Abstract 3207

Introduction and Aim:

Iron is an essential metal in the body, but its overload causes various organ damages through free radical productions. When the balance of iron metabolism is collapsesed by a prolonged transfusion and iron medication etc, transferrin (Tf) will be saturated and non-Tf bound iron (NTBI) will appear in the serum. It has been reported that NTBI relates to oxidant stress and cellular damages. Concerning the measurement of NTBI in blood, there are several problems including the expensive consumables and the long time to measure. Moreover, the method of measuring NTBI was extremely complicated, so that very limited institutions can use this at the present. Among several methods, we focused on high-performance liquid chromatography (HPLC)-based NTBI assay. The principle of measurement of HPLC method is bases on Gosriwatana I et al. (Anal Biochem, 1999); NTBI in serum was initially chelated by NTA and iron was transferred to another chelator, CP22, which had chromogenic effect when bound to iron. At last, the level of iron was quantitated by HPLC system. We improved the sensitivity of this method and reported by extreme reducing background iron contamination (Sasaki K et al. Mol Med Report, 2011). However, HPLC method still needs some improvement, because this method requires the samples and takes long time to measure, so that the many sample handling is difficult. Therefore, the novel measuring system within automated analyzer equipped in many hospitals is desired. From such a background, we aimed to develop the novel NTBI measuring reagent corresponding to the automatic analyzer by modifying the HPLC method.


We developed the novel NTBI measuring system using NTA and Nitroso-xxxx (PSAP) as the chromogen instead of CP22. This system does not need any pre-treatment of serum samples. Then, we examined the basic performance of the novel NTBI reagent, and compared to HPLC method. Data analyses were performed using HITACHI 7700 auto analyzer. The following points were examined: (1) reproducibility (N=20), (2) comparison between the linearity of actual measured data and that of theoretically calculated data, (3) detection limit, (4) relation between the Tf saturations and NTBI values, (5) comparison of the value measured by the HPLC method and the value measured using novel NTBI measuring system.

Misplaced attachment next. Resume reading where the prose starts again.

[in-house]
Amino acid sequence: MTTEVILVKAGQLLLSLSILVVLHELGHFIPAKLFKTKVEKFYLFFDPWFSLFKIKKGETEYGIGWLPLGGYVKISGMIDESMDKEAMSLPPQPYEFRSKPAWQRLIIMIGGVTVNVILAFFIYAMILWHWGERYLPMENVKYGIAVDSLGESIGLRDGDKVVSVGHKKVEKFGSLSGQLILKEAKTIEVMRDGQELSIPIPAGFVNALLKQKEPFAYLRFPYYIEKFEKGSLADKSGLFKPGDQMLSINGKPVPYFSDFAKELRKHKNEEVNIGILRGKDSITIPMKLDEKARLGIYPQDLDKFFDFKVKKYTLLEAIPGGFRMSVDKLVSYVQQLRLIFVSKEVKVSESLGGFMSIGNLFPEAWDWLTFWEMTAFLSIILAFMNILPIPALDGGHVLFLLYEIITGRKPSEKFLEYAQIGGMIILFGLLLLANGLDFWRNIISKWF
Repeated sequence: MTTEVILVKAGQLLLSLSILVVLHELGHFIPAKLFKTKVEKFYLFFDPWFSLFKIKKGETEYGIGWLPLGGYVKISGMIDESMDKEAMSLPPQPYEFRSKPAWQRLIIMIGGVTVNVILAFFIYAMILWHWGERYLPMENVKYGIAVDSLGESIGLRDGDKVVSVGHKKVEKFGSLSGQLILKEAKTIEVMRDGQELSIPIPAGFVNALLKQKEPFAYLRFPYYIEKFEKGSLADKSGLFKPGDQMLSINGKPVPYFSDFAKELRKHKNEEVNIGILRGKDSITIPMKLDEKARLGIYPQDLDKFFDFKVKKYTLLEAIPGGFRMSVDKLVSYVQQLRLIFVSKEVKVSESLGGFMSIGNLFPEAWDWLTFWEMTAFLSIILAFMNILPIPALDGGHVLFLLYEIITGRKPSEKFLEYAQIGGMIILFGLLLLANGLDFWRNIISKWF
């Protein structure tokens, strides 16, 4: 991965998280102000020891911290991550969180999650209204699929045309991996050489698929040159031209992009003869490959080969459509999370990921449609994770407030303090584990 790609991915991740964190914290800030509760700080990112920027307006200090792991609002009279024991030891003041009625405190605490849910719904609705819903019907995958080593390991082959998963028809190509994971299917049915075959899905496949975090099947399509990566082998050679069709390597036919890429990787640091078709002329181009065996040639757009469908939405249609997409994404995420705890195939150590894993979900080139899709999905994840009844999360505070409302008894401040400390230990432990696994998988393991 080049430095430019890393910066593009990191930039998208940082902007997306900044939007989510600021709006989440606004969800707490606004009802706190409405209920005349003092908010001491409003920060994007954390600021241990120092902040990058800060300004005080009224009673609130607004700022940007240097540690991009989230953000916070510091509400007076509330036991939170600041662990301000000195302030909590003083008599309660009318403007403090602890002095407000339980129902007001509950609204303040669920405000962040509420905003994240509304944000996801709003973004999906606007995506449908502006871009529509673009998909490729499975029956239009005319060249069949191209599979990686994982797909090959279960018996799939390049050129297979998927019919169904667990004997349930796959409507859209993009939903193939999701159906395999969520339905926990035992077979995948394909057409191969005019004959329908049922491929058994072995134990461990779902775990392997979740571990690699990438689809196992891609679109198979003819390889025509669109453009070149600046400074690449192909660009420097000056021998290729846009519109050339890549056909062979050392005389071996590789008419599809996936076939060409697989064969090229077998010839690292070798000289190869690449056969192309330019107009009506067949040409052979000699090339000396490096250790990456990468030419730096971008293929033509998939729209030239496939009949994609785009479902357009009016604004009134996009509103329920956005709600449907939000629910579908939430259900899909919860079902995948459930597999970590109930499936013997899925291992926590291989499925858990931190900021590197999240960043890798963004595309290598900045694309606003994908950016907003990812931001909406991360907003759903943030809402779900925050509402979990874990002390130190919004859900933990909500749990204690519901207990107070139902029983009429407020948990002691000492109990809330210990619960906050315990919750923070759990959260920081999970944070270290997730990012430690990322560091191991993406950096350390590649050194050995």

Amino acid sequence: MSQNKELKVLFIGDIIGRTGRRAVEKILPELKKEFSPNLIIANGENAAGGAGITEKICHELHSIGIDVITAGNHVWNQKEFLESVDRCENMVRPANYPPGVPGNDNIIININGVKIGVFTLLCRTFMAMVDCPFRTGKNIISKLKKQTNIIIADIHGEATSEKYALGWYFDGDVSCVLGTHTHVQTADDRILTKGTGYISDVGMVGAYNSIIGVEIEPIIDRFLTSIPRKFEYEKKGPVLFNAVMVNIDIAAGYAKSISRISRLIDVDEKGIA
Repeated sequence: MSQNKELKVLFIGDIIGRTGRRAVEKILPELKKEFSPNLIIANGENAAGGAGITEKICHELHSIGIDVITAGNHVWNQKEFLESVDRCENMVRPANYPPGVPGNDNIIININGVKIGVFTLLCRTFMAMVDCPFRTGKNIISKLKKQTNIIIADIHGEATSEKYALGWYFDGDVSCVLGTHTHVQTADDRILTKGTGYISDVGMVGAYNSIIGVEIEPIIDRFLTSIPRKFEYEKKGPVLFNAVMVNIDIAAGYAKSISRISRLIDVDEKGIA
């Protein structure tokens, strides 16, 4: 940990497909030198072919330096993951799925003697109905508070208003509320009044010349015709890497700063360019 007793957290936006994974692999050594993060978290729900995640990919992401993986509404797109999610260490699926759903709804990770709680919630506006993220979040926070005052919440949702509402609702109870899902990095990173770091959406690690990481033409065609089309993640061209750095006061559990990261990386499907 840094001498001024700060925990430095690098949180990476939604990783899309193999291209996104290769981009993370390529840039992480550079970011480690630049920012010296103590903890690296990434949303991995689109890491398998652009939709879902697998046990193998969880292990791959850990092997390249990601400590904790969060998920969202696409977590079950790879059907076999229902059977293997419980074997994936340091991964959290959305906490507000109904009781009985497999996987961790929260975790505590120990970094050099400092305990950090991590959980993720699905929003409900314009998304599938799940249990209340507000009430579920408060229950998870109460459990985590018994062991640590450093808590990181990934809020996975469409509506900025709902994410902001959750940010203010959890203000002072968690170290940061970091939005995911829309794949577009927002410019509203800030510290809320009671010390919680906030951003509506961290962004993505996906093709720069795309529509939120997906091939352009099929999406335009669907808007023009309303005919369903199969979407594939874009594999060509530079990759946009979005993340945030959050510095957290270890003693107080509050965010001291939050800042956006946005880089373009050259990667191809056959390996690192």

Result and Conclusion:

Reproducibility was satisfactory (NTBI levels of pooled serum were 0.491±0.190μM). And measured values using this novel system showed a dose-dependent curve under the iron concentrations between 0 to 5μM. The detection limit was found to be 0.5μM using ±2.6SD at zero concentrations and was also able to detect the NTBI in blood in healthy person serum. In serum, when Tf saturation was approaching to 100%, NTBI turns into high values. When NTBI values of the serum obtained from the patients with written informed consent were measured, positive correlation (R2=0.935) was observed between the Tf saturation and NTBI. Moreover, the data obtained by HPLC method correlate positively with those determined by novel measuring system (R2=0.876). These should indicate that our novel measuring system for NTBI possess comparable efficiency compared with the HPLC method. Moreover, our new method should have quite attractive advantages: (A) that can measured approximately 800 samples in 1 hour, (B) that does not need any pre-treatment of sample serum, and (C) that does not need any expensive consumables, meaning excellent cost-benefit. Therefore our new method for the NTBI measuring using automatic analyzer must be useful and powerful for the research to elucidate the clinical importance of NTBI in various diseases in the near future.


No relevant conflicts of interest to declare.

Author notes


Asterisk with author names denotes non-ASH members.